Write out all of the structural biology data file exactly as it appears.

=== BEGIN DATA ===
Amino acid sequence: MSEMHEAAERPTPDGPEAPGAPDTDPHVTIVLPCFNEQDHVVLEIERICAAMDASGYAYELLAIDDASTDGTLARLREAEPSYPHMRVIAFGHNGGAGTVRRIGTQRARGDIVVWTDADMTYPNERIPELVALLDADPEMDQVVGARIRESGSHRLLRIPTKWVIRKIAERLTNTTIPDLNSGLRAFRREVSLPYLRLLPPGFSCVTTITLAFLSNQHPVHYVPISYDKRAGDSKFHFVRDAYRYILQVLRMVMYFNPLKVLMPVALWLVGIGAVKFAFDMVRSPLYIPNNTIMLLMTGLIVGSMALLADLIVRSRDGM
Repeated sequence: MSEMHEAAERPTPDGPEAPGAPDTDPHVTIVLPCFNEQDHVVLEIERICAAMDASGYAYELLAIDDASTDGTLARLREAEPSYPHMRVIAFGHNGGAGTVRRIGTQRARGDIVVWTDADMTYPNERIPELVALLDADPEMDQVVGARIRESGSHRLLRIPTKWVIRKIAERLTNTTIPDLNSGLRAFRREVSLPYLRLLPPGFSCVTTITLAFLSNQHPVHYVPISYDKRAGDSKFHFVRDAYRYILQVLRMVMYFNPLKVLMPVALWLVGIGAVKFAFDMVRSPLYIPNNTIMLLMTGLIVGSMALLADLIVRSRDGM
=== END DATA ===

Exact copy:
Amino acid sequence: MSEMHEAAERPTPDGPEAPGAPDTDPHVTIVLPCFNEQDHVVLEIERICAAMDASGYAYELLAIDDASTDGTLARLREAEPSYPHMRVIAFGHNGGAGTVRRIGTQRARGDIVVWTDADMTYPNERIPELVALLDADPEMDQVVGARIRESGSHRLLRIPTKWVIRKIAERLTNTTIPDLNSGLRAFRREVSLPYLRLLPPGFSCVTTITLAFLSNQHPVHYVPISYDKRAGDSKFHFVRDAYRYILQVLRMVMYFNPLKVLMPVALWLVGIGAVKFAFDMVRSPLYIPNNTIMLLMTGLIVGSMALLADLIVRSRDGM
Repeated sequence: MSEMHEAAERPTPDGPEAPGAPDTDPHVTIVLPCFNEQDHVVLEIERICAAMDASGYAYELLAIDDASTDGTLARLREAEPSYPHMRVIAFGHNGGAGTVRRIGTQRARGDIVVWTDADMTYPNERIPELVALLDADPEMDQVVGARIRESGSHRLLRIPTKWVIRKIAERLTNTTIPDLNSGLRAFRREVSLPYLRLLPPGFSCVTTITLAFLSNQHPVHYVPISYDKRAGDSKFHFVRDAYRYILQVLRMVMYFNPLKVLMPVALWLVGIGAVKFAFDMVRSPLYIPNNTIMLLMTGLIVGSMALLADLIVRSRDGM